Well that’s it! After 3,586 games, the Phoenix Suns’ franchise has officially come to an end. That is if you believe the Mayan sports schedule. According to our ancient friends from the south, Friday is the final day of the season. That is, every season known to man.
If they’re right, the curtain will fall on the world and Planet Orange. Yes, the Suns will have played their final game in franchise history on Wednesday and what a way to go out!
While we have to wait another 24-hours or so to find out if it was really the finale, the Suns decided to hedge their bet by playing their best game of the season. Three different players, Shannon Brown, Jared Dudley and Goran Dragic scored 20 or more points, while three-pointers rained down in apocalyptic fashion, to the tune of a season-best 17 makes from beyond the arc.
Brown was his own one-man reckoning in the third quarter, dropping 18 points of his 26 points in the quarter. For a potential career finale, it was one he was satisfied with.
“I think I could go to Heaven feeling like I played well,” Brown said with a chuckle. “I continued to get better and if it happens, I worked my butt off and I became the best player I could be at this point. It is what it is.”
Sure, the final act of the Suns’ story was an entertaining one, recording their fourth-straight win after losing seven straight — the first time they’ve done that since hair bands and Andrew Dice Clay were popular, aka 1987-88 — but was the entire journey one worth taking?
Looking back at the 45 years this team has been on this spinning marble in the sky we call earth, the verdict would have to be yes.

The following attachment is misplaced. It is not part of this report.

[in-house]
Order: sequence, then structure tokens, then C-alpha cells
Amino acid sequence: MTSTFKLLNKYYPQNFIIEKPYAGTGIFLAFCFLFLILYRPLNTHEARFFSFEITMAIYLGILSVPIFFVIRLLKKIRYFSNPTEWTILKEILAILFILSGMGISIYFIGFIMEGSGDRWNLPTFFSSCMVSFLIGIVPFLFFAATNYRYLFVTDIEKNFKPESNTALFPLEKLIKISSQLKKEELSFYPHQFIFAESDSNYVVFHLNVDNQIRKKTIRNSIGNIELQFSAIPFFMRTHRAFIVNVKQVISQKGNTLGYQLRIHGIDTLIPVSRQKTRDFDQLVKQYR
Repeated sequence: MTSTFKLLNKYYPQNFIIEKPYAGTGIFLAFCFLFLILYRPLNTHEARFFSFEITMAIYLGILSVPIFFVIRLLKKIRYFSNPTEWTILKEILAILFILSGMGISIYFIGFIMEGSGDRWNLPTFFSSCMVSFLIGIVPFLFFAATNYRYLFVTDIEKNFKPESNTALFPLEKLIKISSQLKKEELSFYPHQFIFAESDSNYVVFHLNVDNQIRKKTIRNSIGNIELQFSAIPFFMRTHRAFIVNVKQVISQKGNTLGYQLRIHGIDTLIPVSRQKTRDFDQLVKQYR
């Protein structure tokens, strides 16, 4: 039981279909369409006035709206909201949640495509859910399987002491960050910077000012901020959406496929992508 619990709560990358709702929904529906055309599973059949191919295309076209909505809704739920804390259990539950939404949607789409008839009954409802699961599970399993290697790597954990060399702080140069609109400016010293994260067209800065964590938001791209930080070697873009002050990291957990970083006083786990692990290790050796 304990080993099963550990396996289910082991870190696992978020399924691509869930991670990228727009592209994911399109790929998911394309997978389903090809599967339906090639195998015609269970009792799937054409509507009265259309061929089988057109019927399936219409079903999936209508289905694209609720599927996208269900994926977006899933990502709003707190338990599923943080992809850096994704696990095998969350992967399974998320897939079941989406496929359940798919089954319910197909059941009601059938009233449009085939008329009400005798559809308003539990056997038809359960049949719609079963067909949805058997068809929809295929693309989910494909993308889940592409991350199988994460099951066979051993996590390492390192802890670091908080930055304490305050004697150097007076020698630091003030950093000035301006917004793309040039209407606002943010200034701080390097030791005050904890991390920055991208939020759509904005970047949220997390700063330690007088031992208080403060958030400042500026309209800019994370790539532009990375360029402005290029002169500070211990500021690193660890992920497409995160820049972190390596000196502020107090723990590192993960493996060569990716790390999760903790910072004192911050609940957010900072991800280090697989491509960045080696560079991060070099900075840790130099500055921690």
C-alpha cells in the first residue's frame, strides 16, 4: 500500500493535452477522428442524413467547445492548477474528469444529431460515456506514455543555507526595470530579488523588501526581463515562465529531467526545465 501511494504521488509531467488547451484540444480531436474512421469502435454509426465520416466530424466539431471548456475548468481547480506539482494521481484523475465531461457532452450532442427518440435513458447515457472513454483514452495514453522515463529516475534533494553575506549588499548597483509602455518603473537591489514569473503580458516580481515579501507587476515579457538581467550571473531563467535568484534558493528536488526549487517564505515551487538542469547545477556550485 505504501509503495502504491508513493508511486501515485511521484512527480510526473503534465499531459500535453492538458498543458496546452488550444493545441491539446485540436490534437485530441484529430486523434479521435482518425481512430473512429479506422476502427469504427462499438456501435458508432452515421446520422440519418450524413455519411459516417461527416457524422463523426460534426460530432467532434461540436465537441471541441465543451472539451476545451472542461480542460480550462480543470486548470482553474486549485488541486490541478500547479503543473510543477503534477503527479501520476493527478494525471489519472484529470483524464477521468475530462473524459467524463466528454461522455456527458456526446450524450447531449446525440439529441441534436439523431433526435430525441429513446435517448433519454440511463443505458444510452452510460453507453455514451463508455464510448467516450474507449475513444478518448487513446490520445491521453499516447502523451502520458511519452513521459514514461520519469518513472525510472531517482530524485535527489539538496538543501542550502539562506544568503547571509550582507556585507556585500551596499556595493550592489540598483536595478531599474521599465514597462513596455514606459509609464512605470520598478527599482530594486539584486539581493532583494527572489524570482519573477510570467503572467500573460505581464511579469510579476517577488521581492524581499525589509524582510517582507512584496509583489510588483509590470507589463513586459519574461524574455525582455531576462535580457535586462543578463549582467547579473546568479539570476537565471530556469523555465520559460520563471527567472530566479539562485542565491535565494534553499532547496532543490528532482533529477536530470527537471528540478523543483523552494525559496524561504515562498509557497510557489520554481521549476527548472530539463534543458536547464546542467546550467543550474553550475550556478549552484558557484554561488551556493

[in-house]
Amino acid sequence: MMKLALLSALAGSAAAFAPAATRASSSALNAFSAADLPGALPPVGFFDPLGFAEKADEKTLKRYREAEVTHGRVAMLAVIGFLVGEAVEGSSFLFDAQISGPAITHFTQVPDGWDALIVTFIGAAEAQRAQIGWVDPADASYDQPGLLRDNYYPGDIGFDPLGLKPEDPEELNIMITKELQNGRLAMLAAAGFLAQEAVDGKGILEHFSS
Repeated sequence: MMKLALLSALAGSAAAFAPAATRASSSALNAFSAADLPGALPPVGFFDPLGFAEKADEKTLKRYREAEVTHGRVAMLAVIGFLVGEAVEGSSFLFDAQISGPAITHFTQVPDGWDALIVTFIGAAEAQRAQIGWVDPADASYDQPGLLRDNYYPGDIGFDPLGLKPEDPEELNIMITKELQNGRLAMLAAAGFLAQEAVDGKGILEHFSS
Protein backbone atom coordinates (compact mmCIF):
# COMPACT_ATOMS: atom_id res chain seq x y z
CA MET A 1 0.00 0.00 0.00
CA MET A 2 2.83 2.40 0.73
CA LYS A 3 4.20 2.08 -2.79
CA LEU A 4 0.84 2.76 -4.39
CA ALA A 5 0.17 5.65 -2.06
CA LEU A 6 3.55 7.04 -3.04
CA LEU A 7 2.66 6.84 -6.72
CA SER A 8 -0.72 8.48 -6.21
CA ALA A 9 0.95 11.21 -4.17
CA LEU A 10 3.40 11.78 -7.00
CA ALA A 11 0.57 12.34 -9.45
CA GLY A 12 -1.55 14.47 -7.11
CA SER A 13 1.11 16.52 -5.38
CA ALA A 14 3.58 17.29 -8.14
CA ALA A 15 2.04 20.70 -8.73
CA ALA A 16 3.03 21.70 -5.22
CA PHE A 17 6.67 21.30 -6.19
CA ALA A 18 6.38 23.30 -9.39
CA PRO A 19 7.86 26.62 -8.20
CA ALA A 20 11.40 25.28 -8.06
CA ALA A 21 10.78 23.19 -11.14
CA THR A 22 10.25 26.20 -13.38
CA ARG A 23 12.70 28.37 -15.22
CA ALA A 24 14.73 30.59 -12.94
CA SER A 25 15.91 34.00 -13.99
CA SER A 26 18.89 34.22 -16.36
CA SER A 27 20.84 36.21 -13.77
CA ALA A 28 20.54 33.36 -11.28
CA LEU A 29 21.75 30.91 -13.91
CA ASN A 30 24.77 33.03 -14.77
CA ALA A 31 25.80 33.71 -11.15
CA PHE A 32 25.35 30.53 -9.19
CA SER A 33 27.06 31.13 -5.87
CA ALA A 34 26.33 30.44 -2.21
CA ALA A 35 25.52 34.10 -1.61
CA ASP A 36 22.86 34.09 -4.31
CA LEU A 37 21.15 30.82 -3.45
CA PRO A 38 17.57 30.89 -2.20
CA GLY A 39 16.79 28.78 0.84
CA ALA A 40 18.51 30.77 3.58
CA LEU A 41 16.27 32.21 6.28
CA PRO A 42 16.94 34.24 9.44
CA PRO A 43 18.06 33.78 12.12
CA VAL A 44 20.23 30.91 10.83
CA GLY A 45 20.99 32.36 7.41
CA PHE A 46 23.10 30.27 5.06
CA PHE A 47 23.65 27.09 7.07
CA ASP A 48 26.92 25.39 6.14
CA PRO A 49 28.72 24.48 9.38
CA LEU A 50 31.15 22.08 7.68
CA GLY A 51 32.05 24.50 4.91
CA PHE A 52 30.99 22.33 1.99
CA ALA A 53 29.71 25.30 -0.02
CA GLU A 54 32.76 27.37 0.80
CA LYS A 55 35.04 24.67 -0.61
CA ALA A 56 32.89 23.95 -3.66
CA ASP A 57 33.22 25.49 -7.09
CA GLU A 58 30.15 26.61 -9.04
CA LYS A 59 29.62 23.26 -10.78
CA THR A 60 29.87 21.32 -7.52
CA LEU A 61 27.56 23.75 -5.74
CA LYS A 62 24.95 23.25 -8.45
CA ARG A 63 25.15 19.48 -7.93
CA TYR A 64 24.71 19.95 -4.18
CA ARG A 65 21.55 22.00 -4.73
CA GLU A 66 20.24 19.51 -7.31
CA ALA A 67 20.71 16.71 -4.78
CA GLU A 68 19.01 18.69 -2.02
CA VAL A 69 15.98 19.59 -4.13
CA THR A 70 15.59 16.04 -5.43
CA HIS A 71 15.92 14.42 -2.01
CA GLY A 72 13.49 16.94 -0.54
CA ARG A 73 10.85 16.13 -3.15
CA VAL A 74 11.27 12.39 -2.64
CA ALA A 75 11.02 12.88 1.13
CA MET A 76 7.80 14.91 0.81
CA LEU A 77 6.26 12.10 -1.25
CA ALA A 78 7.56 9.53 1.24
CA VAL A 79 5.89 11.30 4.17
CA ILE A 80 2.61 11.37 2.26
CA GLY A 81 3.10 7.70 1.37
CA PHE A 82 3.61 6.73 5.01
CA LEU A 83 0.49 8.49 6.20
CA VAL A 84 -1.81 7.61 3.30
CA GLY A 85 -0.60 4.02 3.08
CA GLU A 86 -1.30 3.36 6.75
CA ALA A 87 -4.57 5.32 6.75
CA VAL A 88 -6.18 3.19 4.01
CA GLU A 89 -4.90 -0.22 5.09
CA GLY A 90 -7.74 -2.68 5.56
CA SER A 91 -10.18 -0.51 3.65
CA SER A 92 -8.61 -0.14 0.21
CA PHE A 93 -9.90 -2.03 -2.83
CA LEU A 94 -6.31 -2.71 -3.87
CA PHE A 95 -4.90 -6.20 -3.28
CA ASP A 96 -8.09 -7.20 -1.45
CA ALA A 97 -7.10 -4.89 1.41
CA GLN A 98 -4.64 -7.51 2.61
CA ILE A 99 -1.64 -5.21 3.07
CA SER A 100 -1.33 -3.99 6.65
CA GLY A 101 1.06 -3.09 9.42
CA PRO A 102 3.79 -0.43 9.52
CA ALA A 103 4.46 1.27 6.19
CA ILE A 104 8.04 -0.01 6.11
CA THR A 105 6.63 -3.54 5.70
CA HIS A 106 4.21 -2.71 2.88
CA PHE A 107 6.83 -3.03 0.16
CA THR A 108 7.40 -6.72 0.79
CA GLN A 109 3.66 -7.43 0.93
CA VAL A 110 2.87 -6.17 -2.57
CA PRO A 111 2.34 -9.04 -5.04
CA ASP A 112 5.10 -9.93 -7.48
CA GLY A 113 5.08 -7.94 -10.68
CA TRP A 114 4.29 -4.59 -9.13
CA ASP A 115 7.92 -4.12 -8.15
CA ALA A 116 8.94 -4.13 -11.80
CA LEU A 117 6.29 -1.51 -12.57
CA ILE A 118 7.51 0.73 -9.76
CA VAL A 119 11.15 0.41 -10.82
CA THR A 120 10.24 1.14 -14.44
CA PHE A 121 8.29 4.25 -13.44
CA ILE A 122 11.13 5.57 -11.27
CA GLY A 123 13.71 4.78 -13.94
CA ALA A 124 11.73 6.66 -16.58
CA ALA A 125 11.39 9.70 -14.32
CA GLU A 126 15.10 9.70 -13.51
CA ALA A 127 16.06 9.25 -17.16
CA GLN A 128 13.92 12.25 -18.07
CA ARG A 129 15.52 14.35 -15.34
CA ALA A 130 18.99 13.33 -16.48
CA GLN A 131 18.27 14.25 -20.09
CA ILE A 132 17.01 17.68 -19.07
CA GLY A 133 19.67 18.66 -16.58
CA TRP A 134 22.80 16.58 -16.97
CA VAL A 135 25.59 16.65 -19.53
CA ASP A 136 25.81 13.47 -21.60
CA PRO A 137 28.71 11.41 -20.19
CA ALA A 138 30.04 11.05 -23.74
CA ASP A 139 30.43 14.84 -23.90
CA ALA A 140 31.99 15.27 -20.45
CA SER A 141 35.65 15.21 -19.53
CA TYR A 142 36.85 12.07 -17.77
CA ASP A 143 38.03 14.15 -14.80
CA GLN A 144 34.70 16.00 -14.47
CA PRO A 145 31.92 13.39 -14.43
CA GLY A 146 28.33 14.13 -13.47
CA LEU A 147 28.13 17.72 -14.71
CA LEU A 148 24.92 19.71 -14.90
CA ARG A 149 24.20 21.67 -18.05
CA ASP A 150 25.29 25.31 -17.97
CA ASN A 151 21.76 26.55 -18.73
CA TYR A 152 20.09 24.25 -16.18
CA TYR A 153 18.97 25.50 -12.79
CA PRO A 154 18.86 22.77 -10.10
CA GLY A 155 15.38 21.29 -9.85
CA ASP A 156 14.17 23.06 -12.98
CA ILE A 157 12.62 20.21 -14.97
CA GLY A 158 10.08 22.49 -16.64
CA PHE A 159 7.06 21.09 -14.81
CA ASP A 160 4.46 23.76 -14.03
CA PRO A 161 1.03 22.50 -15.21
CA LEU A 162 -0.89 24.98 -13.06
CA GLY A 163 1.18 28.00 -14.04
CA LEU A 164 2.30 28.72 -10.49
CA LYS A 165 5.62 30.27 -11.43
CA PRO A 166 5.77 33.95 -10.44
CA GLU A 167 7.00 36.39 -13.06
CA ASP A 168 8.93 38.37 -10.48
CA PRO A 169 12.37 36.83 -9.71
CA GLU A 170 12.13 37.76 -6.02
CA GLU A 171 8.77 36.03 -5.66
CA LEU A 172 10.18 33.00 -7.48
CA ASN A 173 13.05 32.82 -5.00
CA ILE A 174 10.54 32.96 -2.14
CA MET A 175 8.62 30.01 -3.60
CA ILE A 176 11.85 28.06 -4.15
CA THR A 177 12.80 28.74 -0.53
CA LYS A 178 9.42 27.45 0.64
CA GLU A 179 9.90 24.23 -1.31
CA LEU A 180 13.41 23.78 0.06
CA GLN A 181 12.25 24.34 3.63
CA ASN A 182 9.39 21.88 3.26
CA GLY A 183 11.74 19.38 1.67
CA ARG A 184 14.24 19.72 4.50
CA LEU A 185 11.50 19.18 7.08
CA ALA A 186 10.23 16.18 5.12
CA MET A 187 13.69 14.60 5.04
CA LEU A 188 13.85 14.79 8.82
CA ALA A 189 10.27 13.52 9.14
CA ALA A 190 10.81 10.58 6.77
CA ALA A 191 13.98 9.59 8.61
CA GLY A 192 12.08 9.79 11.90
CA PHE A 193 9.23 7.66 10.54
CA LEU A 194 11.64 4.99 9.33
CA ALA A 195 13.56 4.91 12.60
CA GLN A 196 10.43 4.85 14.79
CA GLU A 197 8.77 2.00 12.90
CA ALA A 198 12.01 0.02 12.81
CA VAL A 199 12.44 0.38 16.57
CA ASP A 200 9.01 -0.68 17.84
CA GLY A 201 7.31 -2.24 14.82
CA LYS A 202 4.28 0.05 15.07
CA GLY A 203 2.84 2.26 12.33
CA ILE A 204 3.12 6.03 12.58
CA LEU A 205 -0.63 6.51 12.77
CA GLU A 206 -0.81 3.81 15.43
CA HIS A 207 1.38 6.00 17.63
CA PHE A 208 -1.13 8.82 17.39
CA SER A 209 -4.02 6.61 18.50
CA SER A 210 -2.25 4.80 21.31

In their almost half a century of existence, the Suns made 29 playoff appearances, had the fourth-highest winning percentage in the league, won two Western Conference Championships and offered one of the most exciting brands in basketball.
Think about the individual moments that the franchise has ingrained in our collective brains more than the Phoebe Cates’ red bikini in Fast Time at Ridgemont High is singed in the brain of any young man growing up in the 1980s.
There was the Sunderella Suns in 1976, who magically made their way through the West in the playoffs despite a pedestrian 42-40 record and took the legendary Celtics to the brink. Not to mention, they played in one of the most entertaining games in NBA history a triple overtime affair that included the most famous shot in league history “The Shot Heard Round the World.” That and Alvan Adam’s impressive and award-winning rookie campaign.
The 1988-89 squad led by Cotton Fitzsimmons and featuring Kevin Johnson, Dan Majerle, Tom Chambers and Eddie Johnson, breathed life back into the franchise and was the start of a playoff streak so long that you’d think it was a Ken Burns documentary.
How about the 1989-90 team, who finally got over the hump and beat the vaunted Los Angeles Lakers in the playoffs? A few years later against the same hated neighbor from the west, during the 1992-93 playoffs, there was Paul Westphal’s guarantee that the team would win three straight games to stave off playoff elimination.
That entire 1992-93 run, with the exception of John Paxson’s three-pointer that still burns worse than the heartburn that comes along with a late night food run, will always hold a special place in Suns fans’ hearts (at least for a few more hours). And how about the 300,000-person parade for a second-place team, where people filled the streets of Phoenix despite triple-digit heat? (Although every time the story is told, more people were at the parade and the temperature continues to increase.)
There was the Barkley years, Backcourt 2000 (which lasted about as long as the Y2K scare), the dawn of “Seven Seconds or Less,” Nash’s MVPs and Alvin Gentry’s squads uncanny ability to succeed in the face of detractors.
While we’ll never know where this year’s team would have taken us and what memories they would have created, being a Suns fan from the Madhouse on McDowell to the Purple Palace with Al McCoy providing the soundtrack has been everything one could ask for. The team may never reach 2,000 wins (the team finished with 1,998) and may never hoist the Larry O’Brien trophy, but as fans, when time runs out and the apocalypse is upon us, at least we’ll have all the great memories to think back on.
That or we’ll all at least get to watch the Suns versus Portland Saturday, if the Mayans were wrong. Either way, it’s pretty good to be a lifelong Suns fan.
What is your favorite moment in Suns history?